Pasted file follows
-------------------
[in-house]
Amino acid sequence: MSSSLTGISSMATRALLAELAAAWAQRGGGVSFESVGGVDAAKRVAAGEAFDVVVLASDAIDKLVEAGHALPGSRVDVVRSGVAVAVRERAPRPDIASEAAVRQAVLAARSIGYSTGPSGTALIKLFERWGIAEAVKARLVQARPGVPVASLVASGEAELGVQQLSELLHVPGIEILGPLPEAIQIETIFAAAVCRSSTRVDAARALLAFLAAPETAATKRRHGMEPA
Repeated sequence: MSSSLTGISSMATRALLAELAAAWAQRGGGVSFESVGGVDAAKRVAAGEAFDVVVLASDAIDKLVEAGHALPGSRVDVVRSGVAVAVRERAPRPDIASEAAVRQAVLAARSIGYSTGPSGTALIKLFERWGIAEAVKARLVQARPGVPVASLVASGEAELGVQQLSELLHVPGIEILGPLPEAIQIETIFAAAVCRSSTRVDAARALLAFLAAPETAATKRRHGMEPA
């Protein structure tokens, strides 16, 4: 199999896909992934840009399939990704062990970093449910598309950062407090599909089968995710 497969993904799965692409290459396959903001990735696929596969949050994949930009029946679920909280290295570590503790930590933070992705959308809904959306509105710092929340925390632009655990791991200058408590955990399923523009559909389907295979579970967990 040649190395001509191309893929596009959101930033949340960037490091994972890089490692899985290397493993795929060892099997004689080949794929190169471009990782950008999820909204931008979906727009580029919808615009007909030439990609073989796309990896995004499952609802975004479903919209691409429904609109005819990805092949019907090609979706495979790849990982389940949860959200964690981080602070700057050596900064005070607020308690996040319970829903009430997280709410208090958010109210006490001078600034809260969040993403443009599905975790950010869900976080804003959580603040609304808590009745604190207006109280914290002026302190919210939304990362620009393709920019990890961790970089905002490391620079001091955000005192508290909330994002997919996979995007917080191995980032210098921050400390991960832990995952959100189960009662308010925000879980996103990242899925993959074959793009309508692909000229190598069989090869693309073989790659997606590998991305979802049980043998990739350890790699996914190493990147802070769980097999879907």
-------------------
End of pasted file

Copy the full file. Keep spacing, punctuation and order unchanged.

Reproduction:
[in-house]
Amino acid sequence: MSSSLTGISSMATRALLAELAAAWAQRGGGVSFESVGGVDAAKRVAAGEAFDVVVLASDAIDKLVEAGHALPGSRVDVVRSGVAVAVRERAPRPDIASEAAVRQAVLAARSIGYSTGPSGTALIKLFERWGIAEAVKARLVQARPGVPVASLVASGEAELGVQQLSELLHVPGIEILGPLPEAIQIETIFAAAVCRSSTRVDAARALLAFLAAPETAATKRRHGMEPA
Repeated sequence: MSSSLTGISSMATRALLAELAAAWAQRGGGVSFESVGGVDAAKRVAAGEAFDVVVLASDAIDKLVEAGHALPGSRVDVVRSGVAVAVRERAPRPDIASEAAVRQAVLAARSIGYSTGPSGTALIKLFERWGIAEAVKARLVQARPGVPVASLVASGEAELGVQQLSELLHVPGIEILGPLPEAIQIETIFAAAVCRSSTRVDAARALLAFLAAPETAATKRRHGMEPA
């Protein structure tokens, strides 16, 4: 199999896909992934840009399939990704062990970093449910598309950062407090599909089968995710 497969993904799965692409290459396959903001990735696929596969949050994949930009029946679920909280290295570590503790930590933070992705959308809904959306509105710092929340925390632009655990791991200058408590955990399923523009559909389907295979579970967990 040649190395001509191309893929596009959101930033949340960037490091994972890089490692899985290397493993795929060892099997004689080949794929190169471009990782950008999820909204931008979906727009580029919808615009007909030439990609073989796309990896995004499952609802975004479903919209691409429904609109005819990805092949019907090609979706495979790849990982389940949860959200964690981080602070700057050596900064005070607020308690996040319970829903009430997280709410208090958010109210006490001078600034809260969040993403443009599905975790950010869900976080804003959580603040609304808590009745604190207006109280914290002026302190919210939304990362620009393709920019990890961790970089905002490391620079001091955000005192508290909330994002997919996979995007917080191995980032210098921050400390991960832990995952959100189960009662308010925000879980996103990242899925993959074959793009309508692909000229190598069989090869693309073989790659997606590998991305979802049980043998990739350890790699996914190493990147802070769980097999879907």